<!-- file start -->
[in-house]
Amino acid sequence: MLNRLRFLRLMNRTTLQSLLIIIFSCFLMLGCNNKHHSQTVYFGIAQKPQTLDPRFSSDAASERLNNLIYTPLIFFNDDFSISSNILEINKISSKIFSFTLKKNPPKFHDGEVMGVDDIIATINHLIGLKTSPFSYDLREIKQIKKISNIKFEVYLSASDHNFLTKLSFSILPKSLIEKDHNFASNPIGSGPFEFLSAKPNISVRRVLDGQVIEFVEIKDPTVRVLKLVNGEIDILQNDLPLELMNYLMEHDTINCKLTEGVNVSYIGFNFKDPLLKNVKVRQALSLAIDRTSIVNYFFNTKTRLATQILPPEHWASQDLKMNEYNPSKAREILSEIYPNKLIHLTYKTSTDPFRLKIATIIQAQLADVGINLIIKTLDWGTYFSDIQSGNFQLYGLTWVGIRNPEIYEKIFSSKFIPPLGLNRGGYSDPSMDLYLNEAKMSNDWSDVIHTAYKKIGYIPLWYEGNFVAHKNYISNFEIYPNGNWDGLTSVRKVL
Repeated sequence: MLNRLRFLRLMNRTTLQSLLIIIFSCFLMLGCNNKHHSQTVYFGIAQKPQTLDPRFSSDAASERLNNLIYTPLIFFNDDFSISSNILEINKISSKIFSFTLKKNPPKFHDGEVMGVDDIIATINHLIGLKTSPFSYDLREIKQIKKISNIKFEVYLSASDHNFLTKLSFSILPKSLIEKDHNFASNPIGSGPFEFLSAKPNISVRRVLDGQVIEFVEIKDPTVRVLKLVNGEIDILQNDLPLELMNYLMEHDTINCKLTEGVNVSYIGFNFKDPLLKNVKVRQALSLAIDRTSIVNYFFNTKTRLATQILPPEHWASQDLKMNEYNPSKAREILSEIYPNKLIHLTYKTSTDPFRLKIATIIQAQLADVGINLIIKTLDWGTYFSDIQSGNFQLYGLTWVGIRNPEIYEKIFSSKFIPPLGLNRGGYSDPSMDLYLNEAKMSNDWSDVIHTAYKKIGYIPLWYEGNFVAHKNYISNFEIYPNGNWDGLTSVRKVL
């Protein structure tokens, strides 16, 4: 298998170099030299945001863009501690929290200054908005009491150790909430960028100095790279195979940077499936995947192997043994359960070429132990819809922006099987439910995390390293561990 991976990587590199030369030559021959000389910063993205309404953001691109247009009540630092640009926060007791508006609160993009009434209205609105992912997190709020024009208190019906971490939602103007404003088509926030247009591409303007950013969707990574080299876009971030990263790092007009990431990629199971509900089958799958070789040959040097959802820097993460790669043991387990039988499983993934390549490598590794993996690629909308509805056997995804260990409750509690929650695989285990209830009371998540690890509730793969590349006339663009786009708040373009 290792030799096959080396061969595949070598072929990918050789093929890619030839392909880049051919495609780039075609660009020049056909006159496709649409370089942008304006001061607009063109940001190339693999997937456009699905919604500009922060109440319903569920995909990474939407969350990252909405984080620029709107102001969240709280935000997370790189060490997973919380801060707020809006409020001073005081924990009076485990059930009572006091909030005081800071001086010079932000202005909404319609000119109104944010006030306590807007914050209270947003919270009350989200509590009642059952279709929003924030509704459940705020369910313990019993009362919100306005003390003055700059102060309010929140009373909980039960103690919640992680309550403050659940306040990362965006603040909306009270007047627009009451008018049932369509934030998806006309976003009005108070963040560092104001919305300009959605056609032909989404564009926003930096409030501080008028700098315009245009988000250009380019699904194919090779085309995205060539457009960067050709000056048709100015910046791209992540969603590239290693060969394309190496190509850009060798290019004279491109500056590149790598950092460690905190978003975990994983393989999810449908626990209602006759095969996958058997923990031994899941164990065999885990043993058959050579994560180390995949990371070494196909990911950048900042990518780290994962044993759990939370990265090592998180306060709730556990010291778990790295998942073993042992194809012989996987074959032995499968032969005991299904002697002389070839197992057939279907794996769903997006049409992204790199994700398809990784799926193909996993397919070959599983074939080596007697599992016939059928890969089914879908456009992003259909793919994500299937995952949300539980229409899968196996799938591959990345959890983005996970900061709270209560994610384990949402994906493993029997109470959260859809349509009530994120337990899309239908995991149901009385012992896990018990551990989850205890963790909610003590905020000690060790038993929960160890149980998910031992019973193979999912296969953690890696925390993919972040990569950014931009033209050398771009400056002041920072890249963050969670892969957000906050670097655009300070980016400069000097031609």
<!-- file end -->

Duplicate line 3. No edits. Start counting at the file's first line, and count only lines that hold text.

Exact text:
Repeated sequence: MLNRLRFLRLMNRTTLQSLLIIIFSCFLMLGCNNKHHSQTVYFGIAQKPQTLDPRFSSDAASERLNNLIYTPLIFFNDDFSISSNILEINKISSKIFSFTLKKNPPKFHDGEVMGVDDIIATINHLIGLKTSPFSYDLREIKQIKKISNIKFEVYLSASDHNFLTKLSFSILPKSLIEKDHNFASNPIGSGPFEFLSAKPNISVRRVLDGQVIEFVEIKDPTVRVLKLVNGEIDILQNDLPLELMNYLMEHDTINCKLTEGVNVSYIGFNFKDPLLKNVKVRQALSLAIDRTSIVNYFFNTKTRLATQILPPEHWASQDLKMNEYNPSKAREILSEIYPNKLIHLTYKTSTDPFRLKIATIIQAQLADVGINLIIKTLDWGTYFSDIQSGNFQLYGLTWVGIRNPEIYEKIFSSKFIPPLGLNRGGYSDPSMDLYLNEAKMSNDWSDVIHTAYKKIGYIPLWYEGNFVAHKNYISNFEIYPNGNWDGLTSVRKVL